Meat, Poultry, and Fish Cutters
Skills & Knowledge
Most Important Skills for Meat, Poultry, and Fish Cutters
- Thinking Critically—Using logic and reasoning to identify the strengths and weaknesses of alternative solutions, conclusions or approaches to problems.
- Monitoring Performance—Monitoring/Assessing performance of yourself, other individuals, or organizations to make improvements or take corrective action.
- Speaking—Talking to others to convey information effectively.
- Being Aware of Others—Being aware of others' reactions and understanding why they react as they do.
- Coordinating with Others—Adjusting actions in relation to others' actions.
- Helping Others—Actively looking for ways to help people.
- Monitoring Equipment—Watching gauges, dials, or other indicators to make sure a machine is working properly.
- Learning New Things—Understanding the implications of new information for both current and future problem-solving and decision-making.
- Listening—Giving full attention to what other people are saying, taking time to understand the points being made, asking questions as appropriate, and not interrupting at inappropriate times.
- Managing People—Motivating, developing, and directing people as they work, identifying the best people for the job.
Most Important Knowledge Areas for Meat, Poultry, and Fish Cutters
- Food Production—Knowledge of techniques and equipment for planting, growing, and harvesting food products (both plant and animal) for consumption, including storage/handling techniques.
- Production and Processing—Knowledge of raw materials, production processes, quality control, costs, and other techniques for maximizing the effective manufacture and distribution of goods.
- Mechanical—Knowledge of machines and tools, including their designs, uses, repair, and maintenance.
- Mathematics—Knowledge of arithmetic, algebra, geometry, calculus, statistics, and their applications.
- Chemistry—Knowledge of the chemical composition, structure, and properties of substances and of the chemical processes and transformations that they undergo. This includes uses of chemicals and their interactions, danger signs, production techniques, and disposal m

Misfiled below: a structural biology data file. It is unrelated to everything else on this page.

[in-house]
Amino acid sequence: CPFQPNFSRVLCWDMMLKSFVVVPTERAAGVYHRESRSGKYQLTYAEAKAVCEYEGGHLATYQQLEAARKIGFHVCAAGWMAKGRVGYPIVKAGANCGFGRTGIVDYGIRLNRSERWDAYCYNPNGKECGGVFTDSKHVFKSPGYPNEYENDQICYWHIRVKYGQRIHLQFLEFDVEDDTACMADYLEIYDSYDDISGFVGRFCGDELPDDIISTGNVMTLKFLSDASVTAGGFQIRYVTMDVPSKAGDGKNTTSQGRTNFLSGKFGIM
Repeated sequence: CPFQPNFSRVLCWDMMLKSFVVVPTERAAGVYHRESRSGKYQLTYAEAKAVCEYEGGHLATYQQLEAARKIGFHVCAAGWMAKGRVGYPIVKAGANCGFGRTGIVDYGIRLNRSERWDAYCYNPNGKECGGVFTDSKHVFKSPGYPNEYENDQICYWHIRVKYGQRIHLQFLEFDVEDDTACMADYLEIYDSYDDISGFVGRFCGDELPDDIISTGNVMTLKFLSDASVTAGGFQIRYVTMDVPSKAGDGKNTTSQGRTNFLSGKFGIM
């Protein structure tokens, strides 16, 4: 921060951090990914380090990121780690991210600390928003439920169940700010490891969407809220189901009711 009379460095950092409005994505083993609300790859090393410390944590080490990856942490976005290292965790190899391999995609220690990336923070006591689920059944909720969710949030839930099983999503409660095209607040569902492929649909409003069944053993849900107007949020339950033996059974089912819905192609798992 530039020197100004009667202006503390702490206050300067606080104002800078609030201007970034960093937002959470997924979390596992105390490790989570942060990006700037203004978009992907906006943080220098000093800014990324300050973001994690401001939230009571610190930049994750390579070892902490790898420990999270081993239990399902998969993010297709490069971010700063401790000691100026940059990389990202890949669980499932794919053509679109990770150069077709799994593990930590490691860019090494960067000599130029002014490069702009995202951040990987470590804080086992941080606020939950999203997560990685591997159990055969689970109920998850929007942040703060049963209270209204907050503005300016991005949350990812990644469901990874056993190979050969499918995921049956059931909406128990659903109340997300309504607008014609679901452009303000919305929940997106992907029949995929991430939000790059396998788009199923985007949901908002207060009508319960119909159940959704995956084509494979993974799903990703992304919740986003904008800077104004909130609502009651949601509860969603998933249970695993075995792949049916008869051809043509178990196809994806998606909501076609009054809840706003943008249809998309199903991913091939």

- Administration and Management—Knowledge of business and management principles involved in strategic planning, resource allocation, human resources modeling, leadership technique, production methods, and coordination of people and resources.
- Personnel and Human Resources—Knowledge of principles and procedures for personnel recruitment, selection, training, compensation and benefits, labor relations and negotiation, and personnel information systems.
- Medicine and Dentistry—Knowledge of the information and techniques needed to diagnose and treat human injuries, diseases, and deformities. This includes symptoms, treatment alternatives, drug properties and interactions, and preventive health-care measures.
- Customer and Personal Service—Knowledge of principles and processes for providing customer and personal services. This includes customer needs assessment, meeting quality standards for services, and evaluation of customer satisfaction.
- Transportation—Knowledge of principles and methods for moving people or goods by air, rail, sea, or road, including the relative costs and benefits.
Different careers may be a good fit for your personality or interests. This career is:
- Realistic—Realistic occupations frequently involve work activities that include practical, hands-on problems and solutions. They often deal with plants, animals, and real-world materials like wood, tools, and machinery. Many of the occupations require working outside, and do not involve a lot of paperwork or working closely with others.
- Conventional—Conventional occupations frequently involve following set procedures and routines. These occupations can include working with data and details more than with ideas. Usually there is a clear line of authority to follow.
Learn more about your interests. Take the MnCareers Interest Assessment.
Describe Your Skills
People who have worked in this career typically perform the following tasks. These statements can help a prospective employer understand what you can do, on a resume or during an interview.
- Collecting information from different sources.
- Identifying information by categorizing, comparing, or detecting changes in circumstances or events.
- Handling and moving objects.
- Inspecting equipment, structures, or materials to find or fix problems.
- Communicating with supervisors, co-workers, or people that work under you.
- Compiling, calculating, tabulating, or otherwise processing information.
- Making decisions or solving problems.
- Organizing, planning, and prioritizing work.
The following careers use skills, knowledge, and abilities that are similar to those used for Meat, Poultry, and Fish Cutters.
This page includes information from the O*NET 24.2 Database by the U.S. Department of Labor, Employment and Training Administration (USDOL/ETA). Used under the CC BY 4.0 license. O*NET® is a trademark of USDOL/ETA.
Source: You can learn about our data sources in the About Us section.